It’s loaded with good fats, so I enjoyed adding a slice to my morning eggs and in my tuna salad to replace the mayo!

12. Dates

I loved popping dates toward the end of my pregnancy. Not only are they high in fiber, potassium, and iron; they are said to help start cervical dilation-yes, please!

12 Pregnancy Foods You Should Avoid

1. Hot Dogs and Lunch Meat

Doctors tell their pregnant patients to pass on processed meats, like hot dogs and lunch meats. They can contain a harmful bacteria called listeria and other bad for you parasites.

Some doctors are a little more lenient and they tell their patients to eat organic lunch meat, in very small amounts, sparingly throughout pregnancy.

And, they also advise if you choose to eat them, they should be heated until steaming, but in my opinion, it’s just not worth it!

2. Raw Meat

Bye, bye sushi! Eating uncooked seafood or undercooked beef or chicken can contain a form of bacteria that is very harmful not just to yourself but your growing baby.

If you are craving sushi, consider ordering a vegetable roll, or a roll that contains fully cooked fish!

3. Certain Fish

Some fish are fine to eat (in small doses). Others are simply not ok.

This is because they contain a dangerous level of Mercury. Avoid shark, swordfish, king mackerel, and tilefish.

Canned tuna is ok to eat in moderation, but it still contains a low level of mercury. So, limit your tuna intake to no more than twice a week.

4. Smoked Seafood

I absolutely craved a bagel with cream cheese a lox one day when pregnant, so I indulged!

When one of my girlfriends saw me consume my craving, she scolded me! I was made aware the smoked seafood is to be avoided if expecting.

I learned that they could be contaminated with listeria. If it was cooked, it would have been a different story, but a general rule of thumb is to avoid any fish in the deli section in the grocery store.

5. Raw Shellfish

Say no to oysters, clams, and mussels. This is a total bummer if you’re pregnant predominantly during summer months, when this type of food is mainly enjoyed.

But, better safe than sorry! You could fall victim to algae-related infections, which can threaten your pregnancy. Stick to small amounts of cooked shrimp to satisfy your seafood cravings.

6. Raw Eggs

Raw eggs can increase your risk of salmonella. So, say no to homemade caesar dressings, homemade mayo, and homemade ice creams or custards.

Items like commercially manufactured ice cream or even eggnog that is sold in stores are ok, because they are made with pasteurized eggs.

So, if you are dying for a cesar salad, you can check the salad dressing label in the store to make sure all ingredients are pasteurized, rather than whipping up your own.

7. Soft Cheese

This was a major bummer in my book. I can’t think of a day I didn’t consume a soft cheese in some way, shape, or form. But, soft cheeses like brie, camembert, feta, queso, roquefort, and gorgonzola could contain listeria.

However, if any of these cheeses are pasteurized, you are good to go.

Always read the labels first. If you are also dining out, you’ll be surprised to find that most restaurants only offer pasteurized soft cheeses, so speak up-you may be able to dig into the queso dip!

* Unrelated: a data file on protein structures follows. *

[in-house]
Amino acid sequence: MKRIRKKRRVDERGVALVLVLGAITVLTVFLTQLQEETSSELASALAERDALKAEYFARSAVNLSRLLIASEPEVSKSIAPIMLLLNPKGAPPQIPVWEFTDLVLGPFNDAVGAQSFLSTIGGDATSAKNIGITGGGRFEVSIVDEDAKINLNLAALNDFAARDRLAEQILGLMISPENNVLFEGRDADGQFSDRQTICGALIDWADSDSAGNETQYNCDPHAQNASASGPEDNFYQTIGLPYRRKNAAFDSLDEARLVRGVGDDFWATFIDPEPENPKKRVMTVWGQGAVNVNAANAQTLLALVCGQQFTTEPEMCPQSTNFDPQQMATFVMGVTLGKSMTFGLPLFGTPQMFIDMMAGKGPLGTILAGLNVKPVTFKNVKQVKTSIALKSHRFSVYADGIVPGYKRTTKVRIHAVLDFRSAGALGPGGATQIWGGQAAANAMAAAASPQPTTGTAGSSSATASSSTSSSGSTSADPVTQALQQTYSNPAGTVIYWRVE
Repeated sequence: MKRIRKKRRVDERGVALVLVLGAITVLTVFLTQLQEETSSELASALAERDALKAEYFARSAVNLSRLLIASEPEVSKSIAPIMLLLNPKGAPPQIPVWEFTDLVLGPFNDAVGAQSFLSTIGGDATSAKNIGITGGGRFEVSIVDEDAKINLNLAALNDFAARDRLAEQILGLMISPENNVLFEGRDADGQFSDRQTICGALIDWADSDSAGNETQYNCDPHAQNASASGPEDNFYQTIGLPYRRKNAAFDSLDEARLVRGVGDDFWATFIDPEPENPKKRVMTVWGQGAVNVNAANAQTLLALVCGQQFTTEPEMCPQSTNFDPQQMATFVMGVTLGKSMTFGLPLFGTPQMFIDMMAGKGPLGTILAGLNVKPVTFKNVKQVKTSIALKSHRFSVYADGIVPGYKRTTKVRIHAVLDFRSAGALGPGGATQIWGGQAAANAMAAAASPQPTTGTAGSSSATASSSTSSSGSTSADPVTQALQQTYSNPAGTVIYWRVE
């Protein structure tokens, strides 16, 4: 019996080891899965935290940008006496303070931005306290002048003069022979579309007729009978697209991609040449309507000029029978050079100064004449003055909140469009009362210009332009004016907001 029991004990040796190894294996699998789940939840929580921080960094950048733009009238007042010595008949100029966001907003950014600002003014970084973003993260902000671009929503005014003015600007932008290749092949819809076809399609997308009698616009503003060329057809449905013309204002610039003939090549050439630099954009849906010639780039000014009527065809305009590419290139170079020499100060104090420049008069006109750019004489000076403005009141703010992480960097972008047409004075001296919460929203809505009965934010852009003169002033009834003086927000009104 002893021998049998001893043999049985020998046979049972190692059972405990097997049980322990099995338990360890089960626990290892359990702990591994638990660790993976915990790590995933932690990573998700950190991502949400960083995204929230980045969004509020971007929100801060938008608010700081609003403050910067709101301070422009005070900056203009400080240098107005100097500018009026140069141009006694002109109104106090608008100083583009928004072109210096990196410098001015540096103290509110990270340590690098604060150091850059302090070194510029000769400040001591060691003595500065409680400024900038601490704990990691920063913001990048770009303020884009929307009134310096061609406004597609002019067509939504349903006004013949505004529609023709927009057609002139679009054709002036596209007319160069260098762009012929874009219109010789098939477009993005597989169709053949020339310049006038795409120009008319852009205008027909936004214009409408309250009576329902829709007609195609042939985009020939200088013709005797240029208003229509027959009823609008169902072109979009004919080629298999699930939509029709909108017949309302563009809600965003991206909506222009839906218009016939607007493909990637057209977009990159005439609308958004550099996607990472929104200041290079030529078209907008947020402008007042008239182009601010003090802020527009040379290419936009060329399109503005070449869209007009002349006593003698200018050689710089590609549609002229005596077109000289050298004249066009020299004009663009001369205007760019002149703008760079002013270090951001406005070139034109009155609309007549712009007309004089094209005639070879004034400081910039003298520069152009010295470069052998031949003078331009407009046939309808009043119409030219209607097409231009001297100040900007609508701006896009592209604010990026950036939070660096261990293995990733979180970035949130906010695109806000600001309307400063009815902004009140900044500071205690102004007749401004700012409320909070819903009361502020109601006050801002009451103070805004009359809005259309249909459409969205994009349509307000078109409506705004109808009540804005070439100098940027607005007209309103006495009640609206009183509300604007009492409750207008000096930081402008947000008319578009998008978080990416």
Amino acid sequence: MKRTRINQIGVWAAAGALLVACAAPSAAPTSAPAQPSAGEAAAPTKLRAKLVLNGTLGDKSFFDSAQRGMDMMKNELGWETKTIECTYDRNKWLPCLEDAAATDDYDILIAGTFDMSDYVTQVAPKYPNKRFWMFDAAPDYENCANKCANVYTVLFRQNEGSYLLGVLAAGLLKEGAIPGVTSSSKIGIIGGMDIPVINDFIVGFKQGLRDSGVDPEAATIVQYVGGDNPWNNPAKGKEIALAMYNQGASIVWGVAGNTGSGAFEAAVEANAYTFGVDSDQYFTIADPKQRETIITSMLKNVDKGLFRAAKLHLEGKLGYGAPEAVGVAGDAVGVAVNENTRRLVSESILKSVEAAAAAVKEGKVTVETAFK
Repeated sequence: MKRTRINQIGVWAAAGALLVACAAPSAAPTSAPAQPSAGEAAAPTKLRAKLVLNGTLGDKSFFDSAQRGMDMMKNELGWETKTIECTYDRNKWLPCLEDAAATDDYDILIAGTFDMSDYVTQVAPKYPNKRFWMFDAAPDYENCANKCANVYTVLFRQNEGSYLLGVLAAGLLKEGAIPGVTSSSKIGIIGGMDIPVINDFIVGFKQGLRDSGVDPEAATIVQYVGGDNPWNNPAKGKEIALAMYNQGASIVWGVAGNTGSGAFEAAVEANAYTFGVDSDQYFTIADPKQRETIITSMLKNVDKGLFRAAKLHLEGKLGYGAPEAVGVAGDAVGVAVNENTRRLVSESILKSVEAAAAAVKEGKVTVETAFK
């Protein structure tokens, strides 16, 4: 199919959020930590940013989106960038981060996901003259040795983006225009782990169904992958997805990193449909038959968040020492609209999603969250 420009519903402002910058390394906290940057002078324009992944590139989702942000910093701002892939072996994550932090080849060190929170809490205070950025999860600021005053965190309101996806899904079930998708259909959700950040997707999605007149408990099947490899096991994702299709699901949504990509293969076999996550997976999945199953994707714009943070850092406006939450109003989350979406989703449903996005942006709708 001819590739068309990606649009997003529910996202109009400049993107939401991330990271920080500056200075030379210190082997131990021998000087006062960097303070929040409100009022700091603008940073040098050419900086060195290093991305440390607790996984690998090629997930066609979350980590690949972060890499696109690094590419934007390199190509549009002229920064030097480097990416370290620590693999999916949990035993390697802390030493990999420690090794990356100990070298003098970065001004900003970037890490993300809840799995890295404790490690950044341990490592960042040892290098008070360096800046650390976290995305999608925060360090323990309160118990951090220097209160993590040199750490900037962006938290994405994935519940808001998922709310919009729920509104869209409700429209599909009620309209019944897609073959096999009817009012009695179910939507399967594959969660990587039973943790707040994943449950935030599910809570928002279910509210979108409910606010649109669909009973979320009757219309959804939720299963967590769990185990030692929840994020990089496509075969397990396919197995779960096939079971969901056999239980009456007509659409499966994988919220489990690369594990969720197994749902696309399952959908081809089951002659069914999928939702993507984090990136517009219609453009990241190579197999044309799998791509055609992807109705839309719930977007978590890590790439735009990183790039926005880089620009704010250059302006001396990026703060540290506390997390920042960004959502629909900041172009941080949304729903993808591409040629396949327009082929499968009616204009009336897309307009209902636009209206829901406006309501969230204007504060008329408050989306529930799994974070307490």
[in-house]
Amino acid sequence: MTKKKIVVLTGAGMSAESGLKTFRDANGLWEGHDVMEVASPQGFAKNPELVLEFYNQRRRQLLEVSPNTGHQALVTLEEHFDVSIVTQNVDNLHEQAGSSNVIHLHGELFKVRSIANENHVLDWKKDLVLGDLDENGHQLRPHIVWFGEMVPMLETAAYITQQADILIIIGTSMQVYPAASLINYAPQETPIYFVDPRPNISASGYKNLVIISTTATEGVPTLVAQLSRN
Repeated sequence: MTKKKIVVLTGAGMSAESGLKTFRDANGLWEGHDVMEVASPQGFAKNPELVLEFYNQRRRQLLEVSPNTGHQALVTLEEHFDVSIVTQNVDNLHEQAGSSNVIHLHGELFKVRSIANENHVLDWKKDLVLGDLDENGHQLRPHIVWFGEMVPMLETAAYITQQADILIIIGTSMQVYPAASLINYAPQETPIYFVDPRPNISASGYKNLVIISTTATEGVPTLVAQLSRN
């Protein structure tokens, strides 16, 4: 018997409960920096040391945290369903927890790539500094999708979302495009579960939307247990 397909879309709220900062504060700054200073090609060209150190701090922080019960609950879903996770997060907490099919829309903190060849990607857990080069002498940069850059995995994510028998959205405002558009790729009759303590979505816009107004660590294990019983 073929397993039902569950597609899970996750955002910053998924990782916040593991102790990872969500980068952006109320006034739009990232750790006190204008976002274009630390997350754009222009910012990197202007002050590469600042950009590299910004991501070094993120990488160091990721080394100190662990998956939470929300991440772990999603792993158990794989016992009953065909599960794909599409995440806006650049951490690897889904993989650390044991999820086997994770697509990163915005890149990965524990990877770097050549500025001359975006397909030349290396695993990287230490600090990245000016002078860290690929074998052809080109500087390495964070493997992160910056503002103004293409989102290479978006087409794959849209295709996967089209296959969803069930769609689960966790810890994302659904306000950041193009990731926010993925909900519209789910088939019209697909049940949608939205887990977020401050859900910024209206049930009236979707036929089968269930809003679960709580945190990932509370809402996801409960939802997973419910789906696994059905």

8. Unpasteurized Milk

Don’t chance anything. Listeria is not a pregnant person’s friend!

Always opt for pasteurized milk. There has been some controversy in the past about raw milk because some believe that it contains better for your vitamins and nutrients, and pasteurizing the milk removes those good for you things.

But, the overall verdict is that it’s just too dangerous not to drink anything unpasteurized.

And in my opinion, it’s just not worth the risk.

9. Pate

If you have the stomach to even consume pate, you still might want to refrain from it.

This high end spread may also contain the bacteria, listeria if it is a refrigerated version.

But, if pate is one of your dinner staples, canned pate or other shelved meat spreads are ok, in small doses.

10. Caffeine

Give. Me. My. Coffee. That is how I literally felt my entire pregnancy.

While drinking a little is ok, it’s still not recommended, especially during your first trimester in order to avoid the risk of miscarriage. If you plan on drinking just a cup each day, you should be fine.

However, drinking more than that can eliminate too many fluids from your body since caffeine is a diuretic. It’s hard, but cut back!

11. Deep Fried Foods

They are tasty and tempting, but consuming too many fried foods can turn into trouble for your tummy!

So, try to avoid fast food restaurants, fries, pizza, and pierogies.

I know, all the good stuff!

12. Sugar

Excess sugar can lead to unnecessary weight gain, which isn’t helpful to mom or baby.

While a small sugary snack is fine every once in awhile, it should not be consumed daily because it could raise the risk of diabetes.

Wrapping Up

Eating for two can be pretty difficult!

You want to make sure you give your growing baby the best foods possible so they can develop perfectly. Be sure to use this guide to plan meals and pack snacks, but also to make yourself aware of what you should avoid.

You are responsible for your food and drink choices and you need to take care of yourself and your baby throughout your entire pregnancy!

Kate Trout
 

Hi there, I'm Kate! I started Maternity Glow to be a place for new and expecting moms to come to for practical pregnancy advice, parenting tips, and baby care tricks.

Click Here to Leave a Comment Below 0 comments

Leave a Reply: